Diné Action Plan confronts ‘modern monsters’ on Navajo Nation

Delegates addresss violence, substance abuse and suicide at two day summit

Council Delegate Dwight Witherspoon speaks at the 2018 Public Safety Summit at Twin Arrows Casino Resort in Leupp, Arizona Jan. 29. (Submitted photo)

Council Delegate Dwight Witherspoon speaks at the 2018 Public Safety Summit at Twin Arrows Casino Resort in Leupp, Arizona Jan. 29. (Submitted photo)

LEUPP, Ariz. — The 2018 Public Safety Summit centered on themes of “Safety, Protection, and Resilience” this year and highlighted communication, capacity building, consistency and uniformity, and community engagement.

On the first day of the summit, Council Delegate Dwight Witherspoon (Black Mesa, Forest Lake, Hardrock, Pinon, Whippoorwill) stated that each member of the Navajo Nation has responsibilities to nourish healthy communities and deter disharmony.

“There are three lessons that could be learned to promote public safety and healthy communities. First, every citizen should know his or her true identity through spirituality and determination. Second, every parent should be a ‘good’ parent by teaching their children values, culture, morals, and faith. Lastly, the teaching of ‘hard work’ needs to be recognized and practiced,” he said.

Witherspoon is a member of the Naabik’íyáti’ Committee’s Sexual Assault sub-committee.

The first day of the summit highlighted the Navajo traditional story of the Diné Monster Slayers and examined the prevalence of modern day Navajo monsters in the form of violence, substance abuse and suicide.

During his opening remarks on the second day of the summit, Council Delegate Jonathan Hale (Oak Springs, St. Michaels) commended the Navajo Nation Judicial Branch for creating the Diné Action Plan, which integrates the Navajo traditional cultural methods, Nistáhákéés, Nahat’áh, Iiná, and Siihasin, to create, implement, measure and improve holistic programs to address suicide, violence and substance addiction.

“The Diné Action Plan is history in the making to address the modern day monsters within the Navajo Nation. It will give a clear direction to intervene and prevent misconduct. It utilizes the Navajo traditional healing methods to overcome suicide, violence and substance abuse,” said Hale, who chairs the Health, Education and Human Services Committee.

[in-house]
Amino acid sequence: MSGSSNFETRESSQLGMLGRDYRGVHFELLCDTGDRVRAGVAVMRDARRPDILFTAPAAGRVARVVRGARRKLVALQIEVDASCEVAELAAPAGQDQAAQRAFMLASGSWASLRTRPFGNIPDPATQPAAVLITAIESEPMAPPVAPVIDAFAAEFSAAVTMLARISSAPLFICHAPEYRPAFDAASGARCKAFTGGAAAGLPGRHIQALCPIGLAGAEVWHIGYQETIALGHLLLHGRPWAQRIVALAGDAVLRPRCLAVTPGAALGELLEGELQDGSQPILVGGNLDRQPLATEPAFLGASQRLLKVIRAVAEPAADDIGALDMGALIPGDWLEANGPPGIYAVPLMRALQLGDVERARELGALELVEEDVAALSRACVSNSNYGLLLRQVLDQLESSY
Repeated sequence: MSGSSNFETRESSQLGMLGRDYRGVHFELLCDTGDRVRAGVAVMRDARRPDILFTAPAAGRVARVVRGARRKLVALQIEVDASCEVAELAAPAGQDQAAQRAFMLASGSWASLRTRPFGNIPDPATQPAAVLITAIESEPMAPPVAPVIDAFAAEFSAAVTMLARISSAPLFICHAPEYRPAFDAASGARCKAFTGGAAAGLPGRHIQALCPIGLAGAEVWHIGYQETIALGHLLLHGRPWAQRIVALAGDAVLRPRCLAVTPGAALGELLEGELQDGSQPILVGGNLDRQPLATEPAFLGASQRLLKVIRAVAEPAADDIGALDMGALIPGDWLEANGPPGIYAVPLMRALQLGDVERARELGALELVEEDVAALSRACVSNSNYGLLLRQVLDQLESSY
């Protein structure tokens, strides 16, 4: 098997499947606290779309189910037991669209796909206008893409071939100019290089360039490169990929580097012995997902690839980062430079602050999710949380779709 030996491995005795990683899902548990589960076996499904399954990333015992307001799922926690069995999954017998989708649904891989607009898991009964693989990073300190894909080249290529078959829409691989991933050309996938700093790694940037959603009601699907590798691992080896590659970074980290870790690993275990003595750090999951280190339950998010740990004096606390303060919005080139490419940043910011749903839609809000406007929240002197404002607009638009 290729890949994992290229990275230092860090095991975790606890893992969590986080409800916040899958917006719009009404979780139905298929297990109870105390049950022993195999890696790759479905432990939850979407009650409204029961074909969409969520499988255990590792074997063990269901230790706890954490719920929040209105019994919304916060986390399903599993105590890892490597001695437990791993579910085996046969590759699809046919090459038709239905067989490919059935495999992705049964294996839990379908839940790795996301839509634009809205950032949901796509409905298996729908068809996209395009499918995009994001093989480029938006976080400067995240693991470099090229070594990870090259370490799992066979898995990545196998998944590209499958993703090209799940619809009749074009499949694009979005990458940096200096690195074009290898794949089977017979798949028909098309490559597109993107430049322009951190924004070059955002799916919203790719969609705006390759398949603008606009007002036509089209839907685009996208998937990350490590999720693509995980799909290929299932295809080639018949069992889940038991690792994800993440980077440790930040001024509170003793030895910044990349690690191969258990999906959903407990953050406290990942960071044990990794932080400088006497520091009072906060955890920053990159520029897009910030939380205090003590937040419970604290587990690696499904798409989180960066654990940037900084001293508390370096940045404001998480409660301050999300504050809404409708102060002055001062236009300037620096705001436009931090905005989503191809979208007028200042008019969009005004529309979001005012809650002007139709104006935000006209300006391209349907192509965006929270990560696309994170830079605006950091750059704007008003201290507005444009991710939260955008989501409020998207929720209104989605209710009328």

According to the Navajo Nation Judicial Branch, the Diné Action Plan is a comprehensive plan that addresses three components including violence, substance use disorder and suicide and serves as a foundation for funding requests and establishing community initiatives to address the components.

Law and Order Committee chair Council Delegate Edmund Yazzie (Churchrock, Iyanbito, Mariano Lake, Pinedale, Smith Lake, Thoreau) commended the Navajo Nation Division of Public Safety, Navajo Nation Department of Justice, Office of the Attorney General, Navajo Nation Department of Behavioral Health Services and Navajo Nation Division of Social Services for organizing the summit for public safety partners, community leaders and community members.

“The summit allowed the people to come together to strengthen the Nation’s public safety. Many achievements have been made with the collaboration with LOC and NNDPS. However, there are many goals to accomplish to protect the health, safety and well-being of the Navajo people,” he said.


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